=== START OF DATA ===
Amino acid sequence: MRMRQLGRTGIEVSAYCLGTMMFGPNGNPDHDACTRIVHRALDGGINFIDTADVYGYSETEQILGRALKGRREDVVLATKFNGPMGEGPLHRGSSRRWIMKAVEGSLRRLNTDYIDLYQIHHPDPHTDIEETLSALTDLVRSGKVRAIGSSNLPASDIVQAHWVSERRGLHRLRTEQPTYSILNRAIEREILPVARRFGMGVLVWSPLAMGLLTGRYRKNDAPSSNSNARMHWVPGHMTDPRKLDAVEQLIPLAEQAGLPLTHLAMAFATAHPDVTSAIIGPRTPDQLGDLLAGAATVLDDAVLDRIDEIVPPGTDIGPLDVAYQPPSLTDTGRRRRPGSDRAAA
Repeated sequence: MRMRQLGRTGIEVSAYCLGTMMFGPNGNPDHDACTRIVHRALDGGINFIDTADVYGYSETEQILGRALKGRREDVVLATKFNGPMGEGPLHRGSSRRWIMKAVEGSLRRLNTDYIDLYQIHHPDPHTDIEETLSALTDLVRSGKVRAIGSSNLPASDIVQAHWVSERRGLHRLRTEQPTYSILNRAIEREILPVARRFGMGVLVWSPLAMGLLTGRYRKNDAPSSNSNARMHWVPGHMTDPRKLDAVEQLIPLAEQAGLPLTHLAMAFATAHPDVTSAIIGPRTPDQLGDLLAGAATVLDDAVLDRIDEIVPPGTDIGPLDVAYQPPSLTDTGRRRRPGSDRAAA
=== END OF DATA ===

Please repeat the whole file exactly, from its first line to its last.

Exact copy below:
Amino acid sequence: MRMRQLGRTGIEVSAYCLGTMMFGPNGNPDHDACTRIVHRALDGGINFIDTADVYGYSETEQILGRALKGRREDVVLATKFNGPMGEGPLHRGSSRRWIMKAVEGSLRRLNTDYIDLYQIHHPDPHTDIEETLSALTDLVRSGKVRAIGSSNLPASDIVQAHWVSERRGLHRLRTEQPTYSILNRAIEREILPVARRFGMGVLVWSPLAMGLLTGRYRKNDAPSSNSNARMHWVPGHMTDPRKLDAVEQLIPLAEQAGLPLTHLAMAFATAHPDVTSAIIGPRTPDQLGDLLAGAATVLDDAVLDRIDEIVPPGTDIGPLDVAYQPPSLTDTGRRRRPGSDRAAA
Repeated sequence: MRMRQLGRTGIEVSAYCLGTMMFGPNGNPDHDACTRIVHRALDGGINFIDTADVYGYSETEQILGRALKGRREDVVLATKFNGPMGEGPLHRGSSRRWIMKAVEGSLRRLNTDYIDLYQIHHPDPHTDIEETLSALTDLVRSGKVRAIGSSNLPASDIVQAHWVSERRGLHRLRTEQPTYSILNRAIEREILPVARRFGMGVLVWSPLAMGLLTGRYRKNDAPSSNSNARMHWVPGHMTDPRKLDAVEQLIPLAEQAGLPLTHLAMAFATAHPDVTSAIIGPRTPDQLGDLLAGAATVLDDAVLDRIDEIVPPGTDIGPLDVAYQPPSLTDTGRRRRPGSDRAAA